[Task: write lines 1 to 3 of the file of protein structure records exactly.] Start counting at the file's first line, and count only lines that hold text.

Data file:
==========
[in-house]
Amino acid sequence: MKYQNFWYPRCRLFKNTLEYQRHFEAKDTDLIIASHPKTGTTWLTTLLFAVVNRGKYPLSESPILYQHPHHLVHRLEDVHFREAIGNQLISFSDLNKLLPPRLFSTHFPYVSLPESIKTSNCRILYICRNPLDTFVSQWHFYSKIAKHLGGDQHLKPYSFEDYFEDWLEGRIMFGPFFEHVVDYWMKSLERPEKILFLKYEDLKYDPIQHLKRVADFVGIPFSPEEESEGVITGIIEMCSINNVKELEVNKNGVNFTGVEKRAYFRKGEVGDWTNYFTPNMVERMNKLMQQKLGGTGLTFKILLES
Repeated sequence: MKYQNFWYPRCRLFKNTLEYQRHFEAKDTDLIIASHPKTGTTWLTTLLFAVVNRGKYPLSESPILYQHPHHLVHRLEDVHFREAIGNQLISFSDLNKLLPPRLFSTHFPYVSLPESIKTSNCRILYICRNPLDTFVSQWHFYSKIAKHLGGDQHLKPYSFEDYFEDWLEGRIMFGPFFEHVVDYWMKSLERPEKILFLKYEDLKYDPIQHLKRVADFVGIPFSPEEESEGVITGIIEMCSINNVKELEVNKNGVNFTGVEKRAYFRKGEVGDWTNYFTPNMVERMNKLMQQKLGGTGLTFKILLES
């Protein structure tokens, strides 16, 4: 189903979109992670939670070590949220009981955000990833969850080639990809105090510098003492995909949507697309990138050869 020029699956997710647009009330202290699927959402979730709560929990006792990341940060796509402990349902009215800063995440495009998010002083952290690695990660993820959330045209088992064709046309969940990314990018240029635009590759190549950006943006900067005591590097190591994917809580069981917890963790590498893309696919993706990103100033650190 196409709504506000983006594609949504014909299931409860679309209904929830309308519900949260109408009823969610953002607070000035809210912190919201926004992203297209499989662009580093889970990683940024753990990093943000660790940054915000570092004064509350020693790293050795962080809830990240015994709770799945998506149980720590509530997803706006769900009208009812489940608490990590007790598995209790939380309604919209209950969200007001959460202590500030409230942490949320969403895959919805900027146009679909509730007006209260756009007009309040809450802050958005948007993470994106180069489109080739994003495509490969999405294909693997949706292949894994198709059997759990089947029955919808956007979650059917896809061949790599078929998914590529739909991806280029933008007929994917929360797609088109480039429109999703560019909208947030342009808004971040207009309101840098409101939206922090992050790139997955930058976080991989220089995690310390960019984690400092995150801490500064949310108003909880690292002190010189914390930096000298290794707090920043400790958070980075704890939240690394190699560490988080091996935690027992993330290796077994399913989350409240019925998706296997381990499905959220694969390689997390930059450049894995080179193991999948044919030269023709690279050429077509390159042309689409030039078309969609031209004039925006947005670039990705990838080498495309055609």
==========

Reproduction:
[in-house]
Amino acid sequence: MKYQNFWYPRCRLFKNTLEYQRHFEAKDTDLIIASHPKTGTTWLTTLLFAVVNRGKYPLSESPILYQHPHHLVHRLEDVHFREAIGNQLISFSDLNKLLPPRLFSTHFPYVSLPESIKTSNCRILYICRNPLDTFVSQWHFYSKIAKHLGGDQHLKPYSFEDYFEDWLEGRIMFGPFFEHVVDYWMKSLERPEKILFLKYEDLKYDPIQHLKRVADFVGIPFSPEEESEGVITGIIEMCSINNVKELEVNKNGVNFTGVEKRAYFRKGEVGDWTNYFTPNMVERMNKLMQQKLGGTGLTFKILLES
Repeated sequence: MKYQNFWYPRCRLFKNTLEYQRHFEAKDTDLIIASHPKTGTTWLTTLLFAVVNRGKYPLSESPILYQHPHHLVHRLEDVHFREAIGNQLISFSDLNKLLPPRLFSTHFPYVSLPESIKTSNCRILYICRNPLDTFVSQWHFYSKIAKHLGGDQHLKPYSFEDYFEDWLEGRIMFGPFFEHVVDYWMKSLERPEKILFLKYEDLKYDPIQHLKRVADFVGIPFSPEEESEGVITGIIEMCSINNVKELEVNKNGVNFTGVEKRAYFRKGEVGDWTNYFTPNMVERMNKLMQQKLGGTGLTFKILLES